Chapter 9: Fluids and Electrolytes Flashcards Preview

ABSITE. > Chapter 9: Fluids and Electrolytes > Flashcards

Flashcards in Chapter 9: Fluids and Electrolytes Deck (81):
1

Water weight distribution

2/3: intracellular (mostly muscle)
1/3: extracellular

2

Extracellular water distribution

2/3: Interstitial
1/3: plasma

3

Determine plasma/interstitial compartment osmotic pressures

Proteins

4

Determines intracellular/extracellular osmotic pressure

Sodium

5

MCC is iatrogenic; first sign is weight gain

Volume overload

6

What is the first sign of volume overload?

Weight gain

7

Can release a significant amount of water

Cellular catabolism

8

Normal saline:
[Na], [Cl]

[Na] = 154
[Cl] = 154

9

3% Normal saline
[Na], [Cl]

[Na] = 513
[Cl] = 513

10

Lactated ringer's
[Na], [K], [Ca], [Cl], [Bicarb]

[Na] = 130
[K] = 4
[Ca] = 2.7
[Cl] = 109
[Bicarb] = 28

11

Calculate plasma osmolarity

(2Na) + (Glucose/18) + (BUN/2.8)

12

Normal plasma osmolarity

280 - 295

13

How does water achieve osmotic equilibrium?

Water shifts from areas of low solute concentration (low osmolarity) to areas of high solute concentration (high osmolarity) to achieve osmotic equilibrium.

14

Estimates of volume replacement

4 cc/kg/h for 1st 10kg
2cc/kg/h for 2nd 10kg
1 cc/kg/h for each kg after that

15

Best indicator of adequate volume replacement

Urine output

16

Fluid loss during abdominal operations

0.5 - 1.0 L/h unless there are measurable blood losses

17

When should you think about replacing blood?

> 500 cc

18

What are insensible fluid losses?

10 cc/kg/day; 75% skin, 25% respiratory, pure water

19

Replacement fluids after major adult gastrointestinal surgery:
1st 24 hours ->
After 24 hours ->

1st 24 hours: LR
After 24 hours: D5 1/2 NS with 20 mEq K+

20

Why switch to D5 1/2 after 24 hours with replacement fluids after major adult gastrointestinal surgery?

- 5% dextrose will stimulate insulin release, resulting in amino acid uptake and protein synthesis (also prevents protein catabolism)

21

How much glucose does D5 1/2 NS @ 125/h provide?

150g glucose per day (525 kcal/day)

22

GI fluid secretion:
Stomach

1-2 L/day

23

GI fluid secretion:
Biliary system

500 - 1,000 mL/day

24

GI fluid secretion:
Pancreas

500 - 1,000 mL/day

25

GI fluid secretion:
Duodenum

500 - 1,000 mL/day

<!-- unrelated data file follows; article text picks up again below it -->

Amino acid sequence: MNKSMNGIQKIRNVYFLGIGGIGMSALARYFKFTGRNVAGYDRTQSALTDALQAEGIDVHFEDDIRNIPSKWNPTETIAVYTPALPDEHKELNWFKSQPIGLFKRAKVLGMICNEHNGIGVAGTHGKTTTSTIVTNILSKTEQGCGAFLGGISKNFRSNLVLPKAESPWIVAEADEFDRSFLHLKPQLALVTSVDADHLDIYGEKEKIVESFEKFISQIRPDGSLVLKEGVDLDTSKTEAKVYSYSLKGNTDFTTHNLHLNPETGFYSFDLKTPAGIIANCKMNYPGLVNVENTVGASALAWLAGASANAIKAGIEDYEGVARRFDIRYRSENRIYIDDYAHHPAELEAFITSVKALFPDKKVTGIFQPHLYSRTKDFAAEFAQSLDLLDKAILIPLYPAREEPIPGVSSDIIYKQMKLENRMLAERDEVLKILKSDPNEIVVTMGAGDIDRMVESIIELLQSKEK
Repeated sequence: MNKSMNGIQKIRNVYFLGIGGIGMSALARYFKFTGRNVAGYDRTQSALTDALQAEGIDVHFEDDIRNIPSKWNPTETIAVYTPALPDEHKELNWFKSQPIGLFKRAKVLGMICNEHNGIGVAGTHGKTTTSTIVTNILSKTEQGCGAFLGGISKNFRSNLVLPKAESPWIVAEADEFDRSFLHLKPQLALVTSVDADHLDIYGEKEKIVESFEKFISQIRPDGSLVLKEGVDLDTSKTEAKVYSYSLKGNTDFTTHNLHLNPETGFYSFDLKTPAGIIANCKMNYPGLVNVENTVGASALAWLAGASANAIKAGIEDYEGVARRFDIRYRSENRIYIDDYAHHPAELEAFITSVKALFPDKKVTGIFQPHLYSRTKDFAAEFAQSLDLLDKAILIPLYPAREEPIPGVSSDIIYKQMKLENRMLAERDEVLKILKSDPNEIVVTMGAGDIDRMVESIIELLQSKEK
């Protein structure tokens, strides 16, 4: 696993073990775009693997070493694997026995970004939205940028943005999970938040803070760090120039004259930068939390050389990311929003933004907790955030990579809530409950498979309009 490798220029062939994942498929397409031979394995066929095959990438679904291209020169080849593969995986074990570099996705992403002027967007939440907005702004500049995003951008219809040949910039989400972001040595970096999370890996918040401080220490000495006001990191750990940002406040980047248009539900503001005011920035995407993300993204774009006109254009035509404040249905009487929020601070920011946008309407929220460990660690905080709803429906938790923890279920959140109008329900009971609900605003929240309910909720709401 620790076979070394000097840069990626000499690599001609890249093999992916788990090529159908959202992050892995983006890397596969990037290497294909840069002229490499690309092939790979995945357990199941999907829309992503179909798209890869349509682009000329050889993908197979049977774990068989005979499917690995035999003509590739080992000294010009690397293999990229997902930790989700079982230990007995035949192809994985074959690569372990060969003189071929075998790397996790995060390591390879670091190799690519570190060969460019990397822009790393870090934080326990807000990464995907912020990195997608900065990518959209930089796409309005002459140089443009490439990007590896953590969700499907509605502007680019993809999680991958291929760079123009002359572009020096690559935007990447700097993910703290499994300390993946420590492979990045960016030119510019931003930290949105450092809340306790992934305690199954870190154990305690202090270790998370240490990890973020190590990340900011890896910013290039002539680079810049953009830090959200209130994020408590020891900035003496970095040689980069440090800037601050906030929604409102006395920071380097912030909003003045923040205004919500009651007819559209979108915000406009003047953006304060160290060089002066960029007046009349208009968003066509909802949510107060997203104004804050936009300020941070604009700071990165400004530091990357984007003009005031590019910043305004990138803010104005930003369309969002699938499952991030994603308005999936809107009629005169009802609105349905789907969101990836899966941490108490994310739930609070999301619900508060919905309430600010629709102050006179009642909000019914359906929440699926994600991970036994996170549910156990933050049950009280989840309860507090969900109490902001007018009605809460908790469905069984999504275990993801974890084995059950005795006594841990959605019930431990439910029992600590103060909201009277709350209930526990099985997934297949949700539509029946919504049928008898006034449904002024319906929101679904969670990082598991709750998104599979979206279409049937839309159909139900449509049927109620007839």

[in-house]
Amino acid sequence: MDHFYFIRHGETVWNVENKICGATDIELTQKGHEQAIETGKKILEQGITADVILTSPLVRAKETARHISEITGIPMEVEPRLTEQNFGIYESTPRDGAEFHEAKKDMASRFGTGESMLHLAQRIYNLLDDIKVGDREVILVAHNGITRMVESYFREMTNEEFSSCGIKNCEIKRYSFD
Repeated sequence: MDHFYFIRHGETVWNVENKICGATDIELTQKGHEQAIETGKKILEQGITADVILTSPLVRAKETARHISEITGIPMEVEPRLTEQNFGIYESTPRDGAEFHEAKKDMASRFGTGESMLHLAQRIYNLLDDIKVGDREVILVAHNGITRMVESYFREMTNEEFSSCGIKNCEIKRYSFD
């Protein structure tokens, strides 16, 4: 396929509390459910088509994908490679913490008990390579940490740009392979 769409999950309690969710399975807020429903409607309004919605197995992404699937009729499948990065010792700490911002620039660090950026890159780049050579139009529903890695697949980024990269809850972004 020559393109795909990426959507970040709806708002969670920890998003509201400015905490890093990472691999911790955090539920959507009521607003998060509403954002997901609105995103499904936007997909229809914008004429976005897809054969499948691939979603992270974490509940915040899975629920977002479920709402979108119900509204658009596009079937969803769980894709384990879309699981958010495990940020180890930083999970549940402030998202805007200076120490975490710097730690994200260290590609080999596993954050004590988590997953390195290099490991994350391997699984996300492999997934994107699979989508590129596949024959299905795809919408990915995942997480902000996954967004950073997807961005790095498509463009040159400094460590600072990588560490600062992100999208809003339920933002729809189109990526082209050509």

26

Normal K+ requirement

0.5 - 1.0 mEq/kg/day

27

Normal Na+ requirement

1 - 2 mEq/kg/day

28

Electrolyte loss: sweat

Hypotonic (Na concentration 35-65)

29

Electrolyte loss: saliva

K+ (highest concentration of K+ in body)

30

Electrolyte loss: stomach

H+ and Cl-

31

Electrolyte loss: pancreas

HCO3-

32

Electrolyte loss: bile

HCO3-

33

Electrolyte loss: small intestine

HCO3- and K+

34

Electrolyte loss: large intestine

K+

35

Replacement: gastric losses

Replacement is D5 1/2 NS with 20 mg K+

36

Replacement: pancreatic / biliary / small intestine losses

Replacement is LR with HCO3-

37

Replacement: large intestine losses (diarrhea)

Replacement is LR with K+

38

Replacement: GI losses

Should generally be replaced cc/cc

39

Replacement: Dehydration (eg marathon runner)

Replacement with normal saline

40

Replacement: urine output

Should be kept at least 0.5 cc/kg/h; should not be replaced, usually a sign of normal postoperative diuresis

41

Peaked t waves on EKG; often occurs with renal failure
Tx?

Hyperkalemia
- Calcium gluconate (membrane stabilizer for heart)
- Sodium bicarbonate (causes alkalosis, K enters cell in exchange for H)
- 10U insulin, 1 amp D50 (K driven into cells with glucose)
- Kayexalate
- Dialysis if refractory

42

T waves disappear (usually occurs in setting of overdiuresis)

Hypokalemia
- May need to replace magnesium before you can correct K+

43

Usually from dehydration; restlessness, irritability, seizures
- Correct with D5 water slowly to avoid brain swelling

Hypernatremia

44

Usually from fluid overload; headaches, n/v, seizures.

Hyponatremia

45

First-line treatment for hyponatremia

Water restriction, then diuresis